Radio Shows | Irritable Bowl Syndrome - IBS | mp3 … wma … wav
Irritable Bowel Disease is a family of diseases people are not comfortable discussing because gastrointestinal problems don't exactly make good conversation.
They range from Irritable Bowel Syndrome or IBS, to the more serious ulcerative colitis and Crohn's disease. IBS is so common one in five US adults have it.
It's milder than the other irritable bowel diseases but can be disabling and chronic.
Symptoms include abdominal pain, bloating, diarrhea and sometimes constipation. The cause of IBS is problems with intestinal muscle movement and a sensitive large intestine.
You may be surprised to know IBS strikes young women ages 20 to 35 and 2-3X more than men. It often runs in families suggesting a genetic link. And aside from physical discomforts, IBS can stunt a person's social life - limiting outings and vacations.
The other two in the family of irritable bowel diseases are Crohn's disease and ulcerative colitis.
They're called IBD or inflammatory bowel diseases and cause intestinal swelling, inflammation and bleeding. Crohn's usually affects the lower small intestine and colon while ulcerative colitis is limited to the colon.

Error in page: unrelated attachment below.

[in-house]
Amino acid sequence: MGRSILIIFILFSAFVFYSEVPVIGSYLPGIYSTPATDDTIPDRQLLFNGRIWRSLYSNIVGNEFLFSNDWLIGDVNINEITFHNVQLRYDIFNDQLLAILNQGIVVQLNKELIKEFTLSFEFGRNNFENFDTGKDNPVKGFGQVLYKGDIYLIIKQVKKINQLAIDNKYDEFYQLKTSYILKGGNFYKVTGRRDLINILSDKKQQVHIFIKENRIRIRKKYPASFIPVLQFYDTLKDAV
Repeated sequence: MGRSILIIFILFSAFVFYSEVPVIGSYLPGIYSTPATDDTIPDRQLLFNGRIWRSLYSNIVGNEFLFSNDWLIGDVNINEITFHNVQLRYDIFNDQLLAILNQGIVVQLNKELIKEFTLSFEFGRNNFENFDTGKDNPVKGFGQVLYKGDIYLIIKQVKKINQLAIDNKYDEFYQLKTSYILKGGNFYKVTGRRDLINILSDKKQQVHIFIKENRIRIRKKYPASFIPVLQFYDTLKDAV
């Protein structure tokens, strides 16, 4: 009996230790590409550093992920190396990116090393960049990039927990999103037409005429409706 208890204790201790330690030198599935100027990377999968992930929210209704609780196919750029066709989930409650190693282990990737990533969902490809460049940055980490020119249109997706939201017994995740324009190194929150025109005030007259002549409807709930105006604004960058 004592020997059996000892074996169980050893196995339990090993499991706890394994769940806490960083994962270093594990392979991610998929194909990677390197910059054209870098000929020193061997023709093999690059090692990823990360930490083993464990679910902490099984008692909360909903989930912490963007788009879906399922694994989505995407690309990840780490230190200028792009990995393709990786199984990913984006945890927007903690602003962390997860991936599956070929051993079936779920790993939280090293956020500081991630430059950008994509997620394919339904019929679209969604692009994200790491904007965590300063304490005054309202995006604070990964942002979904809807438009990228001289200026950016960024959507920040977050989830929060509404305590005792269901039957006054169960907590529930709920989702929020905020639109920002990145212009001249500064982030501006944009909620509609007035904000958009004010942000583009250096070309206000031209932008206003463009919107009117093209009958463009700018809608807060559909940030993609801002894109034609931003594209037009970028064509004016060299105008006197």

About one million Americans have IBD and they're mostly between 15 and 35 years old. Statistics also show American Jews of European descent are 4 to 5 times more likely to suffer from IBD.
Curiously, our own immune system is to blame.
Scientists still do not know the cause of IBD but believe the immune system gets turned on and won't shut off. Treatment involves drugs, surgery and advanced cases end with colorectal cancer.
There's hope genetic work will lead to effective treatment.
Scientists at UCLA have already identified a gene called the IL-23 receptor which when targeted by drugs inhibits the immune system and curbs the inflammation.
The chronic nature of these diseases can lead to depression so it's important for patients to find support.
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